Sunday Recommendations: Coming of Age Stories

As suggested by My Book-A-Logue, this week will be featuring some of my favourite coming-of-age stories! One of the most famous coming of age stories ever is probably Great Expectations by Charles Dickens, but since I’m not exactly a huge fan of this book, I will not talk about it. I also thought of John Green’s books, because most of them have that dimension: if you look at Paper Towns or Will Grayson, Will Grayson for example, they do talk about people growing up and accepting themselves for who they are, etc. But as I already talk about John Green a lot, I decided to try and find something a bit different.

Another famous choice in this list could be To Kill a Mockingbird by Harper Lee, but I decided to try and make this list a bit more personal, a bit less conventional, and  include personal picks. It includes books from different genres and different time periods as well as different countries, I hope you enjoy!

*****

The Beginning of Everything by Robyn Schneider

TBOF

Genre: YA, Contemporary

Book blurb: Ezra Faulkner believes everyone gets a tragedy. After a car accident, he lost his athletic career and broke up with his girlfriend. He stopped talking to his friends, not feeling worthy of sitting with them at lunch, not ready to face them after such a big change in his life. He ends up going back to his ex best friend Toby, and meets new girl Cassidy Thorpe.

This book is about growing up, changing, and accepting those changes. It is about embracing yourself and your life as it is, and it is a really beautiful life lesson as well as a great story about friendship! And maybe it won’t have the ending you expected, but that’s what life is about, isn’t it?

My review

The Perks of being a Wallflower by Stephen Chbosky

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Genre: YA, Contemporary

Book blurb: Charlie is a wallflower. He is an introvert, and has a complicated past. He looks at things, he knows things, but he never takes part. However, things are on the verge of changing when he meets a senior group of friends and befriends them, and falls in love with the amazing Sam (who already has a boyfriend).

This book was truly amazing! Honestly, if you haven’t read it yet, what are you waiting for? It should be made a classic! It’s a beautiful and clever story of love and friendship, and becoming an adult even though life is never easy.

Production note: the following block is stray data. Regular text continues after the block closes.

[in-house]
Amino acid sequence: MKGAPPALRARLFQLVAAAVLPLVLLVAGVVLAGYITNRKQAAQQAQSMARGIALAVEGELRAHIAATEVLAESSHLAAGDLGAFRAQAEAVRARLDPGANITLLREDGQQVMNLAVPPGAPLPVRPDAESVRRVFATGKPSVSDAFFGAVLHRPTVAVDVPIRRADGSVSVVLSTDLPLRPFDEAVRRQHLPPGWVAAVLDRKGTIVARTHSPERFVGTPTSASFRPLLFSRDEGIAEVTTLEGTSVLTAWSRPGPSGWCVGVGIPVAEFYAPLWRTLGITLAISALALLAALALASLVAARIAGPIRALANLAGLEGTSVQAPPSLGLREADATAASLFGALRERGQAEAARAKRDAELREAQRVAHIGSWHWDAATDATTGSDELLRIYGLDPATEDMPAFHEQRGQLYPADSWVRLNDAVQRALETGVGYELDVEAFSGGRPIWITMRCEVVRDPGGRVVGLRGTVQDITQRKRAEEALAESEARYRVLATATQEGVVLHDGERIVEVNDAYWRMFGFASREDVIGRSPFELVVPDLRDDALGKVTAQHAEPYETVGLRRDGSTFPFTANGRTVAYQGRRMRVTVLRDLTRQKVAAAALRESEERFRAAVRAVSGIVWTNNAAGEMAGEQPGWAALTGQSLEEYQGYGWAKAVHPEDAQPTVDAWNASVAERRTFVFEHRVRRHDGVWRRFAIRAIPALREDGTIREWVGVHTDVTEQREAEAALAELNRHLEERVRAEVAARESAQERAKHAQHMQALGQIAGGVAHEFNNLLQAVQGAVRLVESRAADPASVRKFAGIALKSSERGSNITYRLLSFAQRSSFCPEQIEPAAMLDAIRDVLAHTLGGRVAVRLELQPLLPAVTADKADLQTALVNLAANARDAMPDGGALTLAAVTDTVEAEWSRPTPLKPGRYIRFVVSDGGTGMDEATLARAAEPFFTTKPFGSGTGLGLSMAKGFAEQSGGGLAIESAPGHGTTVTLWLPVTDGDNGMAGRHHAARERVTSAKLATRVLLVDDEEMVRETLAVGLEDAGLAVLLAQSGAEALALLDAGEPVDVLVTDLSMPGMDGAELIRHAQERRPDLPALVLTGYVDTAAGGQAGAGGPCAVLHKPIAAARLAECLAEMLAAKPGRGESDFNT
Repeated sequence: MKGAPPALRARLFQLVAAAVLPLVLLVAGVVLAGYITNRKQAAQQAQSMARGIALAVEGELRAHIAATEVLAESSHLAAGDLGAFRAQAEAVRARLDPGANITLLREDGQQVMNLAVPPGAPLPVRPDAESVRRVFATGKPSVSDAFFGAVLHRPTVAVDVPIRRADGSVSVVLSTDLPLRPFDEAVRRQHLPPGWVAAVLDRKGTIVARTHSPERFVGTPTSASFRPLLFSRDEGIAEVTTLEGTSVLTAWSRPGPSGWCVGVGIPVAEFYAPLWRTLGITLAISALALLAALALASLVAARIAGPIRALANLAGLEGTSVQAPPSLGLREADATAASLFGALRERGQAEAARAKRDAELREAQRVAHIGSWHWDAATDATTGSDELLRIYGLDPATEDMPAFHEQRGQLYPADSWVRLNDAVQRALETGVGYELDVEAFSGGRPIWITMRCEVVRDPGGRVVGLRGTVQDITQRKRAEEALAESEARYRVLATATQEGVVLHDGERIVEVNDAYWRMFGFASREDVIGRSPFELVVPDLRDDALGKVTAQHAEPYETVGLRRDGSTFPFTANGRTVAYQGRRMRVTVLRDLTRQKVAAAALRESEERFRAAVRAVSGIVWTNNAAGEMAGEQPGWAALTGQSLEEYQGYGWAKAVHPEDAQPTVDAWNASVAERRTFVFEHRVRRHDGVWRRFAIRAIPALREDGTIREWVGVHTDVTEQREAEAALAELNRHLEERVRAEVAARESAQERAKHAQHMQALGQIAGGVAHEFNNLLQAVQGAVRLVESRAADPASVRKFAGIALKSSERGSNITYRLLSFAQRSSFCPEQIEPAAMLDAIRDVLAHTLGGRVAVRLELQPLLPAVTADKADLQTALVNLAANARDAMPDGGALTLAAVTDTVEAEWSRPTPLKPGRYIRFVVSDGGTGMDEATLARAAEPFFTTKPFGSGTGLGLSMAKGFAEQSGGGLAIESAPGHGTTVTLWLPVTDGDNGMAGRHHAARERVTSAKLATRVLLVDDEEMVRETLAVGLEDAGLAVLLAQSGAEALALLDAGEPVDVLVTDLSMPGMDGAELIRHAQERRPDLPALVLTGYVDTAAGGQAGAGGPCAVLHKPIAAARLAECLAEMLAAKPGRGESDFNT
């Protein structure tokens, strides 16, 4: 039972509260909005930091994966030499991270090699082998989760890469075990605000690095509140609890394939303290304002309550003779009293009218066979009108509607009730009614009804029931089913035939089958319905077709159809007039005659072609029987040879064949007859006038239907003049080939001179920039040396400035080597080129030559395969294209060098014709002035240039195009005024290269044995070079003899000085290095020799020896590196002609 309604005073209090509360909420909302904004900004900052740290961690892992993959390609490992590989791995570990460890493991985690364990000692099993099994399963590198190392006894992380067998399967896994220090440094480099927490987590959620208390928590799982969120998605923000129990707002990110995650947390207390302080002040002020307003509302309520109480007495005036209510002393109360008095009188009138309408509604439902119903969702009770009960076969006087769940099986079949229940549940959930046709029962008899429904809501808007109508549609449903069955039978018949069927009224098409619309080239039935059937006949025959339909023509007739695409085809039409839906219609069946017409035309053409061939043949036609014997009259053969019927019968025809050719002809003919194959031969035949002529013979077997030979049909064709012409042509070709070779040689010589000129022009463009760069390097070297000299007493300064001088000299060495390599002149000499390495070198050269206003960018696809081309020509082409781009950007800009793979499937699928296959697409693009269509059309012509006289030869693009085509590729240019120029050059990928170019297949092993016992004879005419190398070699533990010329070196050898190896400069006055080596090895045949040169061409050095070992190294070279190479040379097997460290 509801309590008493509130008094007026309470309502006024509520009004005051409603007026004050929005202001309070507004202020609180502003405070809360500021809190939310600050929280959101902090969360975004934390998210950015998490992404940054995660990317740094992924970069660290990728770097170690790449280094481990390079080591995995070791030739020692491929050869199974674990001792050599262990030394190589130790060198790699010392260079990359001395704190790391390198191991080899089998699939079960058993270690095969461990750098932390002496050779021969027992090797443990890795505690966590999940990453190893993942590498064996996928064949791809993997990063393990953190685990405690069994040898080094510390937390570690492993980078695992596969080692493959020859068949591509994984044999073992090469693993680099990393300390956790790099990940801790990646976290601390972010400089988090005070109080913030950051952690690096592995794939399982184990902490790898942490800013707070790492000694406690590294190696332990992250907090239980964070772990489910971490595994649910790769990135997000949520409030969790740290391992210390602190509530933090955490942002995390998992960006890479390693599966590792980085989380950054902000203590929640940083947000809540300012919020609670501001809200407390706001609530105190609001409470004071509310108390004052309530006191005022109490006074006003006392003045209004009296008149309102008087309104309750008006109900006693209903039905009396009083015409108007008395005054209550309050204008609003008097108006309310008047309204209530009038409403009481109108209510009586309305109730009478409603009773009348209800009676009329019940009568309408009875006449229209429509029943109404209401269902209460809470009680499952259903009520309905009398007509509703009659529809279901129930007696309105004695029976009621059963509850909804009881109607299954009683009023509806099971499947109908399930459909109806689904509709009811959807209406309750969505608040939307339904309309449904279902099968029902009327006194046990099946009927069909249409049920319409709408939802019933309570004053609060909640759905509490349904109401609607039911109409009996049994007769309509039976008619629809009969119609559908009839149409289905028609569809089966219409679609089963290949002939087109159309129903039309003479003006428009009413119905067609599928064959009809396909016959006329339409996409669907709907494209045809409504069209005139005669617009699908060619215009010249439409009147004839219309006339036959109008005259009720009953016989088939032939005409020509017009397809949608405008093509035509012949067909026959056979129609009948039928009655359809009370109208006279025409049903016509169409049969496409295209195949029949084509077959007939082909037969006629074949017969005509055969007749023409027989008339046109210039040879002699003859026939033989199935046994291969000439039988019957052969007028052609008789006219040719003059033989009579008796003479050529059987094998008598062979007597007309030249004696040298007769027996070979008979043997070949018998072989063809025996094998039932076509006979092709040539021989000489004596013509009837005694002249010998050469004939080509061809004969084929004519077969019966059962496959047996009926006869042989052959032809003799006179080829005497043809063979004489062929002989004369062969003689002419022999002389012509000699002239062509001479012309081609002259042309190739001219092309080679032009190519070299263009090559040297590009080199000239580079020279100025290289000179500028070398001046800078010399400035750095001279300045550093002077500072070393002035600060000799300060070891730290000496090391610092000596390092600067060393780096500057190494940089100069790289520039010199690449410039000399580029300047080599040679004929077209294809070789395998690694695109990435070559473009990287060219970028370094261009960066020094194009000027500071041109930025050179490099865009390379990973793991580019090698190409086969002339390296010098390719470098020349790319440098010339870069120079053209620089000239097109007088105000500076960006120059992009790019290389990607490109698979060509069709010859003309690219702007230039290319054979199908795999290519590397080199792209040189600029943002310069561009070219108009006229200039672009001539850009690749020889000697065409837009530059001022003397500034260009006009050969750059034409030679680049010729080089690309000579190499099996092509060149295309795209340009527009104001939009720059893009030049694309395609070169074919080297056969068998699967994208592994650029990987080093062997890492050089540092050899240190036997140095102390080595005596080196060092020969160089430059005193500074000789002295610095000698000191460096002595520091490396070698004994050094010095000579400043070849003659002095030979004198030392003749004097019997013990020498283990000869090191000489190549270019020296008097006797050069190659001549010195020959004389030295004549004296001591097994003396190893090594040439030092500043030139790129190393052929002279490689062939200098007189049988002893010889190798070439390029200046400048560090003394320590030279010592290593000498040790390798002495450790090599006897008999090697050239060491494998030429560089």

The Truth about Forever by Sarah Dessen

The Truth About Forever

Genre: YA, Contemporary, Romance

Book blurb: While her (boring and predictable) boyfriend is away at Brain camp, Macy plans on spending the summer working at the library. It’s extremely boring, but she doesn’t mind, and plans on keeping it that way – it’s predictable, and it’s not risky, just how she likes things. But unexpected things start happening, and she ends up getting a job at Wish Catering. She even ends up enjoying it, and starts questioning her choices…

It’s a great story about making choices and taking risks, with friendship and romance, though not too cheesy… I loved it!

Winter Song by Jean-Claude Mourlevat

Winter Song

Genre: YA, Dystopia

(Note: the French title is Le Combat d’Hiver and apparently it was also translated as Winter’s End)

Book blurb: Moving on to something a bit different, since this one is a dystopia (and also a book I never mentioned on my blog, which is great! I read it a long time ago, but I remember finding it truly amazing…)

Goodreads critic: In a gripping dystopian novel, four teenagers risk impossible odds to fight against tyranny in a world of dangerous choices — and reemerging hope.

The Reader by Bernard Schlink

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Genre: Historical Fiction

Goodreads blurb: When he falls ill on his way home from school, fifteen-year-old Michael Berg is rescued by Hanna, a woman twice his age. In time she becomes his lover—then she inexplicably disappears. When Michael next sees her, he is a young law student, and she is on trial for a hideous crime. As he watches her refuse to defend her innocence, Michael gradually realizes that Hanna may be guarding a secret she considers more shameful than murder.

This is such a beautiful and fascinating story. Through it, we see the main character growing up, learning more things, and realising more things, etc. It’s an extraordinary book!

Bel-Ami by Guy de Maupassant

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Genre: Fiction, Classics

Book blurb: The story takes place in Paris during the 19th century, and the hero is a journalist full of expectations. As much as I dislike his treatment of women, I think this book is an excellent critic of the Parisian society at the time!

Fangirl by Rainbow Rowell

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Genre: YA, Contemporary, Romance

Book blurb: Cath is entering college, and has prepared everything to enjoy her new life with her twin sister, except Wren decides she also wants to live a bit on her own, and Cath has to share her dorm room with a complete stranger. Feeding herself with energy bars and writing fanfictions about her favourite hero Simon Snow, Cath silently starts her college years. Until her roommate Reagan decides it’s time to get out of her room…

*****

And that’s it for this week! Feel free to comment with your favourite coming of age stories, and have a nice Sunday!

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